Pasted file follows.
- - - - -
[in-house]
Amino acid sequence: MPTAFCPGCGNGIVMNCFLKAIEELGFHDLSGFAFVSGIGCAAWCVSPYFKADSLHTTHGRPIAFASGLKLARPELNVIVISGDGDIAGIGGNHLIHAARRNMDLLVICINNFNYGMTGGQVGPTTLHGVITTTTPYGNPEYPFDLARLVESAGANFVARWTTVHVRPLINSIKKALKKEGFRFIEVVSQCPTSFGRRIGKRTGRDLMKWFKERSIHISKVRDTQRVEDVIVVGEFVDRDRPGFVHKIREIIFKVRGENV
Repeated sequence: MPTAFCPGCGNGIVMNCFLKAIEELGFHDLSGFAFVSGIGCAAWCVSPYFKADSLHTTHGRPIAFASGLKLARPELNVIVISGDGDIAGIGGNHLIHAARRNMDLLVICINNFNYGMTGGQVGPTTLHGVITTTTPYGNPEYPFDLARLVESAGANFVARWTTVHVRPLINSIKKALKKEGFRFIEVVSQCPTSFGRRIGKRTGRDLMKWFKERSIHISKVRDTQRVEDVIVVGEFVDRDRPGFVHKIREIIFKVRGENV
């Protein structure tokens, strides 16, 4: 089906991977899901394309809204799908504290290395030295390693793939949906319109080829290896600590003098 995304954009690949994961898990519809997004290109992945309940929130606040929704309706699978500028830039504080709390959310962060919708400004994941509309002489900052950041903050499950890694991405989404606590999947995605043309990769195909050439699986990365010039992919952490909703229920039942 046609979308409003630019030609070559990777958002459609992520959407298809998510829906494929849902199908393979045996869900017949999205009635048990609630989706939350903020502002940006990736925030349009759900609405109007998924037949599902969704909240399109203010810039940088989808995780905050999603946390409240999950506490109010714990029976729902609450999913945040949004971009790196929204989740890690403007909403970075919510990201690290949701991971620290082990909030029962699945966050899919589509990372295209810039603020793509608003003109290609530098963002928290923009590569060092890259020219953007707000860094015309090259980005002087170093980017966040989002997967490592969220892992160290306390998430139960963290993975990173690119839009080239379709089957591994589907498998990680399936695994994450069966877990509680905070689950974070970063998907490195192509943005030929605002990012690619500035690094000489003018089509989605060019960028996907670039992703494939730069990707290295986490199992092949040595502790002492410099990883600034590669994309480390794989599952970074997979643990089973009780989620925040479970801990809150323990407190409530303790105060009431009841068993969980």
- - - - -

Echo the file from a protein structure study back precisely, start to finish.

[in-house]
Amino acid sequence: MPTAFCPGCGNGIVMNCFLKAIEELGFHDLSGFAFVSGIGCAAWCVSPYFKADSLHTTHGRPIAFASGLKLARPELNVIVISGDGDIAGIGGNHLIHAARRNMDLLVICINNFNYGMTGGQVGPTTLHGVITTTTPYGNPEYPFDLARLVESAGANFVARWTTVHVRPLINSIKKALKKEGFRFIEVVSQCPTSFGRRIGKRTGRDLMKWFKERSIHISKVRDTQRVEDVIVVGEFVDRDRPGFVHKIREIIFKVRGENV
Repeated sequence: MPTAFCPGCGNGIVMNCFLKAIEELGFHDLSGFAFVSGIGCAAWCVSPYFKADSLHTTHGRPIAFASGLKLARPELNVIVISGDGDIAGIGGNHLIHAARRNMDLLVICINNFNYGMTGGQVGPTTLHGVITTTTPYGNPEYPFDLARLVESAGANFVARWTTVHVRPLINSIKKALKKEGFRFIEVVSQCPTSFGRRIGKRTGRDLMKWFKERSIHISKVRDTQRVEDVIVVGEFVDRDRPGFVHKIREIIFKVRGENV
């Protein structure tokens, strides 16, 4: 089906991977899901394309809204799908504290290395030295390693793939949906319109080829290896600590003098 995304954009690949994961898990519809997004290109992945309940929130606040929704309706699978500028830039504080709390959310962060919708400004994941509309002489900052950041903050499950890694991405989404606590999947995605043309990769195909050439699986990365010039992919952490909703229920039942 046609979308409003630019030609070559990777958002459609992520959407298809998510829906494929849902199908393979045996869900017949999205009635048990609630989706939350903020502002940006990736925030349009759900609405109007998924037949599902969704909240399109203010810039940088989808995780905050999603946390409240999950506490109010714990029976729902609450999913945040949004971009790196929204989740890690403007909403970075919510990201690290949701991971620290082990909030029962699945966050899919589509990372295209810039603020793509608003003109290609530098963002928290923009590569060092890259020219953007707000860094015309090259980005002087170093980017966040989002997967490592969220892992160290306390998430139960963290993975990173690119839009080239379709089957591994589907498998990680399936695994994450069966877990509680905070689950974070970063998907490195192509943005030929605002990012690619500035690094000489003018089509989605060019960028996907670039992703494939730069990707290295986490199992092949040595502790002492410099990883600034590669994309480390794989599952970074997979643990089973009780989620925040479970801990809150323990407190409530303790105060009431009841068993969980």